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Har har har time for another code question!

Given the following code -

struct MyBase {
void foo();

struct MyStruct : MyBase {};
class MyClass : MyBase {};

void main() {
MyStruct myStruct;
MyClass myClass;

myStruct.foo(); // 1
myClass.foo(); // 2

Are either of the commented lines valid?

The more you know :]
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No because of the private inheritance thing (yea, I know. Stop being technical, right?)

Btw, I replied to your other one (two entries down.)

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Oh, in the old one the problem was that the call to std::set::erase was removing both the component and its copy. This occurs when you attempt to refile the component with the identifier it already has, creating a "perfect" copy of itself.

The solution to that is to add in a check to see if the new name is different from the old name; if it is, just return the current data and don't do anything else.

But yeah, solving that one was nightmarish :S

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No! foo() is never implemented so you'll end up with an unresolved external symbol. And also worth noting that structs are the same as classes with the exception that they default to public members and methods, whereas classes default to private. Since the parent class is not extended with the public keyword, we will end up with the conclusion given above.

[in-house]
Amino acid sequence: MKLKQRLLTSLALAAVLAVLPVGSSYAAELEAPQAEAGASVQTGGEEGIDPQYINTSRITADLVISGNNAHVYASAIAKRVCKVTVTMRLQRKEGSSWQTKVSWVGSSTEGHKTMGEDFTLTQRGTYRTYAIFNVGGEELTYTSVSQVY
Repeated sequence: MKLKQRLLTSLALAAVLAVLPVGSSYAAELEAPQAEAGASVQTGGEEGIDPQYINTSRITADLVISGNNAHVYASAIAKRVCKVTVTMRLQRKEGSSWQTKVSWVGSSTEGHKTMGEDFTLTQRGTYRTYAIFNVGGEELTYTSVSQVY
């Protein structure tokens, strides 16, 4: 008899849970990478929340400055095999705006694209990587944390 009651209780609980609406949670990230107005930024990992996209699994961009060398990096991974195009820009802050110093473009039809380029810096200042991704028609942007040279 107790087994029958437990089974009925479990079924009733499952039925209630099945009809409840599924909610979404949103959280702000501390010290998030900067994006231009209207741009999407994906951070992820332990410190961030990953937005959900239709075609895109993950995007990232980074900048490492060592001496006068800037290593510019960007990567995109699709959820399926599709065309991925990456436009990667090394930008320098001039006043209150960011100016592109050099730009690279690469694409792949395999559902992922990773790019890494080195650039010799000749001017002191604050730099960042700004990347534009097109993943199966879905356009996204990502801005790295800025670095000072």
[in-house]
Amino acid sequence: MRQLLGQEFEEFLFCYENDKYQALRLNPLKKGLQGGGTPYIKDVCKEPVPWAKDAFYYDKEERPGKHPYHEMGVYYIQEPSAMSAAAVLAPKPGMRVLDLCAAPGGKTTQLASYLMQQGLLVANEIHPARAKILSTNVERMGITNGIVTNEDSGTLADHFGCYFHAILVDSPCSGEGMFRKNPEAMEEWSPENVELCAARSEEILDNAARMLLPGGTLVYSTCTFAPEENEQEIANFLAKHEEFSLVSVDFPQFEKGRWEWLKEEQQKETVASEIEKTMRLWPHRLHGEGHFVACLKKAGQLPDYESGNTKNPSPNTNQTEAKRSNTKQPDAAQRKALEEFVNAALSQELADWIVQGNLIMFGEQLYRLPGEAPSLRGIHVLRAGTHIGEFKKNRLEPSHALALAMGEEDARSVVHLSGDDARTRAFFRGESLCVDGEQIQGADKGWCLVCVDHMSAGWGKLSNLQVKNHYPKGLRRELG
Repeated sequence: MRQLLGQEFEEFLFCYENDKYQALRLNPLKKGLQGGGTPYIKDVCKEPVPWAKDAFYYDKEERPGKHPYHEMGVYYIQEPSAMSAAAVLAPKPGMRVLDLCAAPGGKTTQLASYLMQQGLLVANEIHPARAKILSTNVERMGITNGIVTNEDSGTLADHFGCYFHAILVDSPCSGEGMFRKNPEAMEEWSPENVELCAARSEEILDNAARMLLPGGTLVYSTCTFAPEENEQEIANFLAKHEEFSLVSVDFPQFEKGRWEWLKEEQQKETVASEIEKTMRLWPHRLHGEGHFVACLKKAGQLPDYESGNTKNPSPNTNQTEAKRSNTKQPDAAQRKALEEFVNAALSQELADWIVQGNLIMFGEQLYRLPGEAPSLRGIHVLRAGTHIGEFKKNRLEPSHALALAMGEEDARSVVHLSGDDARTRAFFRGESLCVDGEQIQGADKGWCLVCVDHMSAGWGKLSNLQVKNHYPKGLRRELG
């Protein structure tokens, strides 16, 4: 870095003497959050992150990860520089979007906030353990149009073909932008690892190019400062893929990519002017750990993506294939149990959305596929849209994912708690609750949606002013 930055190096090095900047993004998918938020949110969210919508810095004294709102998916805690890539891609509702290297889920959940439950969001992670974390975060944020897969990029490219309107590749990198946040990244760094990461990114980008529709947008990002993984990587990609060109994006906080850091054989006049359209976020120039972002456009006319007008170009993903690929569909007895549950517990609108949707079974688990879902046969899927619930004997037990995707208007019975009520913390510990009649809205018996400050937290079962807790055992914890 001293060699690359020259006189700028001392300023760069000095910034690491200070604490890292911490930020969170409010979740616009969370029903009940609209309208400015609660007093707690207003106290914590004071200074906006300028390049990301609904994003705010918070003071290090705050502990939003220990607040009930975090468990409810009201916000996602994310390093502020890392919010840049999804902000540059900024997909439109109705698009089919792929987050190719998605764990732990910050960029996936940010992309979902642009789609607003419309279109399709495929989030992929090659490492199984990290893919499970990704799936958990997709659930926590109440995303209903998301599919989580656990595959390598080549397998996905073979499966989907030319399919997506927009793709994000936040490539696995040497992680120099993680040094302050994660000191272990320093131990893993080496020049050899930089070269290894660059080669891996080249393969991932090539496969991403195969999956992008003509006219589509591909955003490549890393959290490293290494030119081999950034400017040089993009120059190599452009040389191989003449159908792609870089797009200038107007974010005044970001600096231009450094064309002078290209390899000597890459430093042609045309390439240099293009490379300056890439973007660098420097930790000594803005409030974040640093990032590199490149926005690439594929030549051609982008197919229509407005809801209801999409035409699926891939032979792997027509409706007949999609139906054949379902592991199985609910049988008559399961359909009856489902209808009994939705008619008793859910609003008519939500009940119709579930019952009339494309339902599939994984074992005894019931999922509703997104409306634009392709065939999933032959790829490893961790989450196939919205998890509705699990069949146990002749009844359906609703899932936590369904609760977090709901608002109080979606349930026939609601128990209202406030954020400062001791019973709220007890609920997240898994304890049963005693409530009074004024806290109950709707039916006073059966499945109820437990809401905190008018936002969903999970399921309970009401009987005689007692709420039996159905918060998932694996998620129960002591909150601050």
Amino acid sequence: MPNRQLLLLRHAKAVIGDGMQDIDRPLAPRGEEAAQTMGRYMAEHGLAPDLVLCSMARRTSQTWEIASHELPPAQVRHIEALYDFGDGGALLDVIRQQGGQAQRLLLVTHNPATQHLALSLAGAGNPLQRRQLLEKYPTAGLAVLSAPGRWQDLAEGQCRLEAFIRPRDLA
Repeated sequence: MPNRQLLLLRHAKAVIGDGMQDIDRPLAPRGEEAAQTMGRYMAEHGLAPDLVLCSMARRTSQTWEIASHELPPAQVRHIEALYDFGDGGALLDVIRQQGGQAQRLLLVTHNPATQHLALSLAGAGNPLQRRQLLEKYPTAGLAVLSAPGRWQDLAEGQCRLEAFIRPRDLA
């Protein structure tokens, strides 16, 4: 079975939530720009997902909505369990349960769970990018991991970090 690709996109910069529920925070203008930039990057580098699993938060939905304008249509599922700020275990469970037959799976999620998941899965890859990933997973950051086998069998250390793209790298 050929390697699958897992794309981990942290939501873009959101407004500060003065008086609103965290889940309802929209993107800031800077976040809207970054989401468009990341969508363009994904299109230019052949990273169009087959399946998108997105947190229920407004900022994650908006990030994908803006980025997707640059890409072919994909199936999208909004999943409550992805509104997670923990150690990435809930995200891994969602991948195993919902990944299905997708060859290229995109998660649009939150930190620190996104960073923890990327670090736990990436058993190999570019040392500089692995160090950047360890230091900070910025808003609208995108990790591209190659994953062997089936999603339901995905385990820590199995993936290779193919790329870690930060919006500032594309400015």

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Not only do structs default to public members, they also default to public inheritance. Therefore line 1 is valid. Classes, as Nit mentioned, default to private, so line 2 will raise an error. Yay for obscurities!

Moral of the story - don't arbitrarily decide to randomly change a 'struct' keyword to a 'class' keyword, unless you want to go "O_o" over your code for a while.

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